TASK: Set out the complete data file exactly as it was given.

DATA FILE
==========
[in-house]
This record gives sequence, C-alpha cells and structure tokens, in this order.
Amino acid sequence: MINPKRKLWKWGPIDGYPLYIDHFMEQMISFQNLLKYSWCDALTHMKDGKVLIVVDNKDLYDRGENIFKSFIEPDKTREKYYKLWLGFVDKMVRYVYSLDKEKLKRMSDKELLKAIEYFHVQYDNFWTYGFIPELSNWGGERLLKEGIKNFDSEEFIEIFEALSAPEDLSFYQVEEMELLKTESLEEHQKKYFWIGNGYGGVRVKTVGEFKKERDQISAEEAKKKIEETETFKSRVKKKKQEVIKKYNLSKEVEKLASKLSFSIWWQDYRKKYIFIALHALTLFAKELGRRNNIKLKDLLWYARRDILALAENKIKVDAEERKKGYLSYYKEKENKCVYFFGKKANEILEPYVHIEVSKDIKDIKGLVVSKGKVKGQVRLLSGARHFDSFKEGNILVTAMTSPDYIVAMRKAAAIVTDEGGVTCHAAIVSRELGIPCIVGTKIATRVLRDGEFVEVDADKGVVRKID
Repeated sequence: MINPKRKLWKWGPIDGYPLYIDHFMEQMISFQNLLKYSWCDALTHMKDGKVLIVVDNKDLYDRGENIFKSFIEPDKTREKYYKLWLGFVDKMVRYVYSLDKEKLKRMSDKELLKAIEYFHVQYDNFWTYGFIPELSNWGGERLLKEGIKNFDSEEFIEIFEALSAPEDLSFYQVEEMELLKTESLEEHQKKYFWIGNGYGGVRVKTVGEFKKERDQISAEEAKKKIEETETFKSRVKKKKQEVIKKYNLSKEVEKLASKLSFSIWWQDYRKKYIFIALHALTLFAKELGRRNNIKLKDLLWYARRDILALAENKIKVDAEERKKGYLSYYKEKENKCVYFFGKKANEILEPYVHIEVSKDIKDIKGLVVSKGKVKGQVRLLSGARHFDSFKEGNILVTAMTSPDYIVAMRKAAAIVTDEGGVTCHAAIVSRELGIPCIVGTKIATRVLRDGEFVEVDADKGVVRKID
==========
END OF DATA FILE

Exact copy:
[in-house]
This record gives sequence, C-alpha cells and structure tokens, in this order.
Amino acid sequence: MINPKRKLWKWGPIDGYPLYIDHFMEQMISFQNLLKYSWCDALTHMKDGKVLIVVDNKDLYDRGENIFKSFIEPDKTREKYYKLWLGFVDKMVRYVYSLDKEKLKRMSDKELLKAIEYFHVQYDNFWTYGFIPELSNWGGERLLKEGIKNFDSEEFIEIFEALSAPEDLSFYQVEEMELLKTESLEEHQKKYFWIGNGYGGVRVKTVGEFKKERDQISAEEAKKKIEETETFKSRVKKKKQEVIKKYNLSKEVEKLASKLSFSIWWQDYRKKYIFIALHALTLFAKELGRRNNIKLKDLLWYARRDILALAENKIKVDAEERKKGYLSYYKEKENKCVYFFGKKANEILEPYVHIEVSKDIKDIKGLVVSKGKVKGQVRLLSGARHFDSFKEGNILVTAMTSPDYIVAMRKAAAIVTDEGGVTCHAAIVSRELGIPCIVGTKIATRVLRDGEFVEVDADKGVVRKID
Repeated sequence: MINPKRKLWKWGPIDGYPLYIDHFMEQMISFQNLLKYSWCDALTHMKDGKVLIVVDNKDLYDRGENIFKSFIEPDKTREKYYKLWLGFVDKMVRYVYSLDKEKLKRMSDKELLKAIEYFHVQYDNFWTYGFIPELSNWGGERLLKEGIKNFDSEEFIEIFEALSAPEDLSFYQVEEMELLKTESLEEHQKKYFWIGNGYGGVRVKTVGEFKKERDQISAEEAKKKIEETETFKSRVKKKKQEVIKKYNLSKEVEKLASKLSFSIWWQDYRKKYIFIALHALTLFAKELGRRNNIKLKDLLWYARRDILALAENKIKVDAEERKKGYLSYYKEKENKCVYFFGKKANEILEPYVHIEVSKDIKDIKGLVVSKGKVKGQVRLLSGARHFDSFKEGNILVTAMTSPDYIVAMRKAAAIVTDEGGVTCHAAIVSRELGIPCIVGTKIATRVLRDGEFVEVDADKGVVRKID